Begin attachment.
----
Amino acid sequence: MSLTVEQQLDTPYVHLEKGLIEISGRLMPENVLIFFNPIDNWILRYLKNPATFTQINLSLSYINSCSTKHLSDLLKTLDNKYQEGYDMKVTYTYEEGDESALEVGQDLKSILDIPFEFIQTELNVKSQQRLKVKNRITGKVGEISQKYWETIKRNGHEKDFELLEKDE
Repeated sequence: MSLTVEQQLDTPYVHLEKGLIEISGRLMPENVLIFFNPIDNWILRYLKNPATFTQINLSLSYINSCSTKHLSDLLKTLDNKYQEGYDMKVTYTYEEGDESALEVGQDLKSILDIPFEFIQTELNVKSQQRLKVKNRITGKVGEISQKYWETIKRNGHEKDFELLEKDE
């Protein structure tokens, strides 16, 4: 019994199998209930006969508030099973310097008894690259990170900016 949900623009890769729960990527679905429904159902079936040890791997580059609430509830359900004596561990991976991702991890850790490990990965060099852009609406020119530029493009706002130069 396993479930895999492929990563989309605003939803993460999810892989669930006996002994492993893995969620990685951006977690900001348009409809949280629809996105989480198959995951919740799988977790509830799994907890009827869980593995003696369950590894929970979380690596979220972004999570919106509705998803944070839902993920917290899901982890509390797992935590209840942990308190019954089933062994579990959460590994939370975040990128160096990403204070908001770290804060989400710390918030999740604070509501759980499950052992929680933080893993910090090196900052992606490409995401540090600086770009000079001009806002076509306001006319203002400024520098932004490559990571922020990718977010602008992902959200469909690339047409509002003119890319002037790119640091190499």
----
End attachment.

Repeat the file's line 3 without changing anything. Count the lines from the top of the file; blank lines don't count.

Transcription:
């Protein structure tokens, strides 16, 4: 019994199998209930006969508030099973310097008894690259990170900016 949900623009890769729960990527679905429904159902079936040890791997580059609430509830359900004596561990991976991702991890850790490990990965060099852009609406020119530029493009706002130069 396993479930895999492929990563989309605003939803993460999810892989669930006996002994492993893995969620990685951006977690900001348009409809949280629809996105989480198959995951919740799988977790509830799994907890009827869980593995003696369950590894929970979380690596979220972004999570919106509705998803944070839902993920917290899901982890509390797992935590209840942990308190019954089933062994579990959460590994939370975040990128160096990403204070908001770290804060989400710390918030999740604070509501759980499950052992929680933080893993910090090196900052992606490409995401540090600086770009000079001009806002076509306001006319203002400024520098932004490559990571922020990718977010602008992902959200469909690339047409509002003119890319002037790119640091190499």